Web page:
In a garden in Kabul’s Karte-Seh district, a group of Sufi musicians and poets gather for an evening of mystical melodies. Platters of rice pilau and fruit cover carpets spread across the lawn. This twice-weekly meeting is held at the home of a member of the ancient Chishti Sufi order who gathers together an all-male crème de la crème of Kabul’s Sufi society.
Standing on the deck of the Mavi Marmara recently, a Greek activist presented the head of Turkey’s Islamic Humanitarian Relief Foundation, sponsor of the Gaza-Strip-bound aid ship, with a model of an ancient Cretan vessel.
In a room adorned only with a portrait of Kemal Atatürk, Celal Yilmaz, head of the Alevi village of Kayaburun in eastern Turkey, listens carefully to a surprise request -- a town-hall meeting with a female parliamentary candidate from the ruling Justice and Development Party.
Amid the hardships and uncertainties of life in Kabul these days, beauty salons, once banned by the Taliban, have re-emerged as sanctuaries for Afghan women. For many, the salon experience is therapeutic.
A third of a million desperate people once lived in Maslakh, a camp of wind-blown mud brick houses erected upon a brittle lunar landscape in western Afghanistan. Ten years after the US-led invasion, the population of internally displaced waxes and wanes, subject to the whims of the country’s quarreling political factions.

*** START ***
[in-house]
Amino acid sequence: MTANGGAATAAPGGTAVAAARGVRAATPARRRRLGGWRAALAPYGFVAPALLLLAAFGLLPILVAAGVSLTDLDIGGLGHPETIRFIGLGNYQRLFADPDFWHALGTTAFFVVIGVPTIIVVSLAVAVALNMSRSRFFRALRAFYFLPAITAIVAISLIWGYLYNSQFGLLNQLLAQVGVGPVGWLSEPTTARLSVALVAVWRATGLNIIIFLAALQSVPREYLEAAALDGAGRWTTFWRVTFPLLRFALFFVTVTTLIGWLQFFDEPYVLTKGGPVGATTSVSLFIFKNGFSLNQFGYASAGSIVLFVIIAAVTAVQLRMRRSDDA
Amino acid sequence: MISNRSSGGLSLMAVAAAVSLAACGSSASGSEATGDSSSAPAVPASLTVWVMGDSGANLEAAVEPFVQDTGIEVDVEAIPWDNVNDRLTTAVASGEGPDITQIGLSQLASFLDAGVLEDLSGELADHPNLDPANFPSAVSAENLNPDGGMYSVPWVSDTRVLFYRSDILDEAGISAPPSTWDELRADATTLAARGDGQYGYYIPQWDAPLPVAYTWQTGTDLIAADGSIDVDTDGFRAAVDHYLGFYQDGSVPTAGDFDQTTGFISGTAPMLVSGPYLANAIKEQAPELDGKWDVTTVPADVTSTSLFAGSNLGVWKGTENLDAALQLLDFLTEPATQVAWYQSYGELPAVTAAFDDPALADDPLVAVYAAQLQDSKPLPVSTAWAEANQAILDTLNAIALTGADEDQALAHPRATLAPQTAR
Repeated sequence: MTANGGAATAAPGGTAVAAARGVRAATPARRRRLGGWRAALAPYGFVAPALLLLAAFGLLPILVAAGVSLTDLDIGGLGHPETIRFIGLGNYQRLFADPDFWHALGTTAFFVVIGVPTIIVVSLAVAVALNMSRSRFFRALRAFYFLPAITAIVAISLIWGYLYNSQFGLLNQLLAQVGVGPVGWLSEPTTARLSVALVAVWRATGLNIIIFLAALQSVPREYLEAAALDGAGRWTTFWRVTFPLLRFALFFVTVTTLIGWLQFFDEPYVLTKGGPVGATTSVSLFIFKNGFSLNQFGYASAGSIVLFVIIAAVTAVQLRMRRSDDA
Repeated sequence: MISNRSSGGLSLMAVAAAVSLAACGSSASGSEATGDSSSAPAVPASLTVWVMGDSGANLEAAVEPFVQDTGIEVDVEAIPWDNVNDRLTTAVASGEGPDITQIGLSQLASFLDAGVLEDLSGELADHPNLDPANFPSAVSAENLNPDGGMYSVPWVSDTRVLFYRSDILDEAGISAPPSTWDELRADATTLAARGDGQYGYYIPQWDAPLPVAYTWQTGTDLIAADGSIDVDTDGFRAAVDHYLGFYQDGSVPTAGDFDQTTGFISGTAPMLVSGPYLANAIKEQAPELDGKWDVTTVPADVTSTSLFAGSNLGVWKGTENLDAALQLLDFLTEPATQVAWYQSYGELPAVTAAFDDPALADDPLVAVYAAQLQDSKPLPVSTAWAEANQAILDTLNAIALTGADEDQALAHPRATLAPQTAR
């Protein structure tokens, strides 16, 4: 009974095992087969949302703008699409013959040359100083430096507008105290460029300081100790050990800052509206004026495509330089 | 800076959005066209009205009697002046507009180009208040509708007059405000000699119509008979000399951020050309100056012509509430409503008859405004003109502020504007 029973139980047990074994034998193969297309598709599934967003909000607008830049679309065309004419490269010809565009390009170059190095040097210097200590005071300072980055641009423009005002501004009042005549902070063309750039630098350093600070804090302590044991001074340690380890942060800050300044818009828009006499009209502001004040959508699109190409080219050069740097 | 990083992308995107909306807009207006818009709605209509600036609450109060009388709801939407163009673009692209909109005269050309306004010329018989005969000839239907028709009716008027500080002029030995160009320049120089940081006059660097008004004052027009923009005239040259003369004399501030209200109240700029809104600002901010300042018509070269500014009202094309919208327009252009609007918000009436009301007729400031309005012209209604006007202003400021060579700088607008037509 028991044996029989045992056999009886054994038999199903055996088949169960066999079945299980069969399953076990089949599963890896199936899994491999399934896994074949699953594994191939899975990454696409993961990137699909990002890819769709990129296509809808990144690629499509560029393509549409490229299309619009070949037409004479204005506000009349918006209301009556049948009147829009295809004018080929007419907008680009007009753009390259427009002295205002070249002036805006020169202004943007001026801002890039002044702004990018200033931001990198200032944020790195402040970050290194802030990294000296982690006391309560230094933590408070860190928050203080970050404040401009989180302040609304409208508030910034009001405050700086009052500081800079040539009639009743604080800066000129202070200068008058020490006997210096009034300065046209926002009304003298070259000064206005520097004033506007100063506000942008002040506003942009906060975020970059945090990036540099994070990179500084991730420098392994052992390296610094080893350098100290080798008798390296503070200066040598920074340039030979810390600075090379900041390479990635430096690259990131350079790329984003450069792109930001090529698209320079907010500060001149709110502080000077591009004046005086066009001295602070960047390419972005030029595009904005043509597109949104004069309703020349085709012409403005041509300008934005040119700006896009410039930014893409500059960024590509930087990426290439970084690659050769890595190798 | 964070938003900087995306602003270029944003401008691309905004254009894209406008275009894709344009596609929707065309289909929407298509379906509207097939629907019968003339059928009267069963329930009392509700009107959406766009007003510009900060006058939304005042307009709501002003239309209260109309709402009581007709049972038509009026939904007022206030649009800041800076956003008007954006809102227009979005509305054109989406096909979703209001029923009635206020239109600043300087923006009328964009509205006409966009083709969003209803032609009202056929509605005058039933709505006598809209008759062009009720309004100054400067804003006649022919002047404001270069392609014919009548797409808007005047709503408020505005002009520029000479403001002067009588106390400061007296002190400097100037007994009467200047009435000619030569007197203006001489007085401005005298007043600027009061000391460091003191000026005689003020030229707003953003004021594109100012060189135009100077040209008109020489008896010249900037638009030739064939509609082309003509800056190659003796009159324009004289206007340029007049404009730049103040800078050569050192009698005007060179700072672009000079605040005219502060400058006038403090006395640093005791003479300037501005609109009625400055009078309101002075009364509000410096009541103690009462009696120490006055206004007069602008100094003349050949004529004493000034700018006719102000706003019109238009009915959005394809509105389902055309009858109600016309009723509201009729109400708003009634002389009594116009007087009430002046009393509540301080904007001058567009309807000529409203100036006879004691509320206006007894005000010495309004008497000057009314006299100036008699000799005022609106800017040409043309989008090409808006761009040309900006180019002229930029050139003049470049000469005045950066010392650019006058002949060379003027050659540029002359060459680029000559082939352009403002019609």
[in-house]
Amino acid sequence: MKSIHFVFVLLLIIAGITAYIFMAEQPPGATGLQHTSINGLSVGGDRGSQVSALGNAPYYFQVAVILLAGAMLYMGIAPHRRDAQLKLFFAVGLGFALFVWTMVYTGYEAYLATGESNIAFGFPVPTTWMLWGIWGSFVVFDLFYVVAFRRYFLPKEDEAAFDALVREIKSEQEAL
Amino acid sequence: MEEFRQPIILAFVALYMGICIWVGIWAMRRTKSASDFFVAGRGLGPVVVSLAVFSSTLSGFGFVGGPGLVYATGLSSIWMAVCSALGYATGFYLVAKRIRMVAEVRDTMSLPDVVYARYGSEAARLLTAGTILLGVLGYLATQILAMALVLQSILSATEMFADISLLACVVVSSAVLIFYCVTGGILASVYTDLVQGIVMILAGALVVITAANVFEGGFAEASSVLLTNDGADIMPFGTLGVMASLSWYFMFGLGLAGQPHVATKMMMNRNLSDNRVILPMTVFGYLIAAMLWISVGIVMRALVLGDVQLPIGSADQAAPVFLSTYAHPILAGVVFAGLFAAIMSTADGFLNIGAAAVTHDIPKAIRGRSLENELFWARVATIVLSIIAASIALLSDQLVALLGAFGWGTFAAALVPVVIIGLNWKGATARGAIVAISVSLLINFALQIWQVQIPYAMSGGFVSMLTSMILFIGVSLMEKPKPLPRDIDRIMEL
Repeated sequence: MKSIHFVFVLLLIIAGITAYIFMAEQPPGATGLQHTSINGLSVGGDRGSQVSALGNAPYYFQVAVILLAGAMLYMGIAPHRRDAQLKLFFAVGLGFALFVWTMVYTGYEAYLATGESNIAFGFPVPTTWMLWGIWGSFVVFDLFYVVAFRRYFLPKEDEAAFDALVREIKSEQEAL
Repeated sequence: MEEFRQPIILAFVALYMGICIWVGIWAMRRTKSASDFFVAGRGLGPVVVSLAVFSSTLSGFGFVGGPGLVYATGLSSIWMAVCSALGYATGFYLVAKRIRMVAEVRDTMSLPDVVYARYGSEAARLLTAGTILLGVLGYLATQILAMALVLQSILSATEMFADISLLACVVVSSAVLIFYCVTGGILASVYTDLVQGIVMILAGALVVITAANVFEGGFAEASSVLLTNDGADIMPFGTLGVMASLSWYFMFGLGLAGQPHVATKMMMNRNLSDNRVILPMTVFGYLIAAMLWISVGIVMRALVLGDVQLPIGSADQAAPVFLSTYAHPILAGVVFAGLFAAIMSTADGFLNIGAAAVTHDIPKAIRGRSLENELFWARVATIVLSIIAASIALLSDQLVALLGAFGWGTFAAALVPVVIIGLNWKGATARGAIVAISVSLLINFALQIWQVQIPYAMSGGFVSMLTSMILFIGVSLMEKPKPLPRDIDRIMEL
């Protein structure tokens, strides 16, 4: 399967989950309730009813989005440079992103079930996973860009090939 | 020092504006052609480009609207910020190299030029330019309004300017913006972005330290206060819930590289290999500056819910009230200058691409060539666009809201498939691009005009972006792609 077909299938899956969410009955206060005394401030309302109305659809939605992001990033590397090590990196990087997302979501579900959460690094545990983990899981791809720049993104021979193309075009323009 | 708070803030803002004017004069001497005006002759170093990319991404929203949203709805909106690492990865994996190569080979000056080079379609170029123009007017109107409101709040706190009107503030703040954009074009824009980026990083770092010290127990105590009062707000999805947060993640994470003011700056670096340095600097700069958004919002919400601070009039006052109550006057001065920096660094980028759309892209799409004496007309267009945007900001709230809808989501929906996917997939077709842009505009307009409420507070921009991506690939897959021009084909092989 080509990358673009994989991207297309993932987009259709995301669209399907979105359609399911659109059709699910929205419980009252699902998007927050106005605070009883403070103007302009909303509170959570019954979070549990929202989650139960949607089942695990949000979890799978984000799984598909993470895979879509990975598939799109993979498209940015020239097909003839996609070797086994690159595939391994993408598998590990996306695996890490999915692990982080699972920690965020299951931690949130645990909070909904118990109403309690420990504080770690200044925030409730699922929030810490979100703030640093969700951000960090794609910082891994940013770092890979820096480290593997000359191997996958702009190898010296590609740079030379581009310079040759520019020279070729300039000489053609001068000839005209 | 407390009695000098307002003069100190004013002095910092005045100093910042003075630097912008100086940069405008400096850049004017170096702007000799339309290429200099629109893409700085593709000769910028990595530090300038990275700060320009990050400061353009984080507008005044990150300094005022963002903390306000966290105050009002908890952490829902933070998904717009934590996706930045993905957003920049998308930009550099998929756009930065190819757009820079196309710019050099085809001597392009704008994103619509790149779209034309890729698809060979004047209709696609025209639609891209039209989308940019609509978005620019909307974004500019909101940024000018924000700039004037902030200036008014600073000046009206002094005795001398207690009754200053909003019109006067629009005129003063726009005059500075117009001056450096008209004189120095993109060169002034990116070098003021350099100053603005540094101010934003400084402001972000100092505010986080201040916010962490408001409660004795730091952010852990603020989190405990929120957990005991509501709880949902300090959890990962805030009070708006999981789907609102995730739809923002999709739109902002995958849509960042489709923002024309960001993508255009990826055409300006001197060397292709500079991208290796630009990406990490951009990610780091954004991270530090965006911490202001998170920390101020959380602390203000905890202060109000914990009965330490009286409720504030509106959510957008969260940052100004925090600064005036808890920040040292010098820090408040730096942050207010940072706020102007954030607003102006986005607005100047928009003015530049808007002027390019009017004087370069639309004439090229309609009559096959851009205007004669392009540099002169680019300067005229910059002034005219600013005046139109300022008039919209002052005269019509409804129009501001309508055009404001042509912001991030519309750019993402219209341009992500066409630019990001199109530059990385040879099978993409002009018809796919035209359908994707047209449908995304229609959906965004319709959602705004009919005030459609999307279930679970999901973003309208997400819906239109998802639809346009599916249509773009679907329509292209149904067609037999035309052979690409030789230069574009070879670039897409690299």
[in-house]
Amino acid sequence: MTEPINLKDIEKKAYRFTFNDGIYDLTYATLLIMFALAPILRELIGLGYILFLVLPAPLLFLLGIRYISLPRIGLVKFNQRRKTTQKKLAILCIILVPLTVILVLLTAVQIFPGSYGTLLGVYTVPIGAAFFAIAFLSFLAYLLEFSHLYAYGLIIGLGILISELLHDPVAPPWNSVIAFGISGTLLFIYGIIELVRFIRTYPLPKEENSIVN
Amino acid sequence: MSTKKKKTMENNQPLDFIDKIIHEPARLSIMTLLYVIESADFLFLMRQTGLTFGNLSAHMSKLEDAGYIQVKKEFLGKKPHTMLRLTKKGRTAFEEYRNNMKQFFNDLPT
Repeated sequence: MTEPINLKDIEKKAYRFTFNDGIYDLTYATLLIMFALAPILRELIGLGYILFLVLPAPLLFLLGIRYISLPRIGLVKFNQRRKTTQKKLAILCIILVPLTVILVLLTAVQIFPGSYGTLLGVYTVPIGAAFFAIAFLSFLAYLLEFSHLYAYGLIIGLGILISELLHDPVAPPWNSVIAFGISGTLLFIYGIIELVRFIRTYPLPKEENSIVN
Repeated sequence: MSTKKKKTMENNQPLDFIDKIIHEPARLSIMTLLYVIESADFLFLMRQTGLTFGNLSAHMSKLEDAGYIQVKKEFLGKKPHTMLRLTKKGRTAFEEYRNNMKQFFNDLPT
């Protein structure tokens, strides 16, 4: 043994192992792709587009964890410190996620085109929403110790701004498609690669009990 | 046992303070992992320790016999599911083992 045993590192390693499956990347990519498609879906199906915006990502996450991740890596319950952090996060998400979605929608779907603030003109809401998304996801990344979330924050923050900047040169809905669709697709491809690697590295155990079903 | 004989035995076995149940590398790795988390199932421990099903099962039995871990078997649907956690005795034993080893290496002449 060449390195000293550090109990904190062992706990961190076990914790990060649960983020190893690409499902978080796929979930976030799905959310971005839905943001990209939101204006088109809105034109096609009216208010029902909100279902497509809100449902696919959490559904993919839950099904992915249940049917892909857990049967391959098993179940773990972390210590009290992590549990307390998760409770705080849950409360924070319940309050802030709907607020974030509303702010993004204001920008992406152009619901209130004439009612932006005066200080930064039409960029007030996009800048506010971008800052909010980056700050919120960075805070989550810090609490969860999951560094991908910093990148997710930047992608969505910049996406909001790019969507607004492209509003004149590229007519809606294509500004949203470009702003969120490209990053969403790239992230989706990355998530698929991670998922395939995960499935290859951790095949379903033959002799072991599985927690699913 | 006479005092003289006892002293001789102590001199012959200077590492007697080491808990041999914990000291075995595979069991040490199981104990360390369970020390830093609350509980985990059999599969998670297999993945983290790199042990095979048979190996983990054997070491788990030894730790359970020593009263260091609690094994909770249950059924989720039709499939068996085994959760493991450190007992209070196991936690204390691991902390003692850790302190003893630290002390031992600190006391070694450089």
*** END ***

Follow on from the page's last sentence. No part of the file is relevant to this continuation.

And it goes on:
It is dawn in Jangalak, and the former industrial park has the appearance of an apocalyptic fairground. The drug addicts melt away at first light, leaving their syringes littering the ground. Schoolchildren walk down dusty paths among shelled, machinegun-strafed buildings.
Set up in southwestern Kabul in 1961 during the reign of King Zahir Shah, Jangalak quickly became the nucleus of Afghanistan’s emerging proletariat and took center stage during strikes and labor protests. In the late 1980s, the upwardly mobile neighborhood was being inhabited by western-educated technocrats and civil servants.
Golzadeh Hosseini strikes an odd figure, sitting on one of the Afghan Military Training Academy’s plush couches in her US-issued military uniform. Blonde highlights, pink lipstick, plucked eyebrows and a black veil top off her desert camouflage uniform.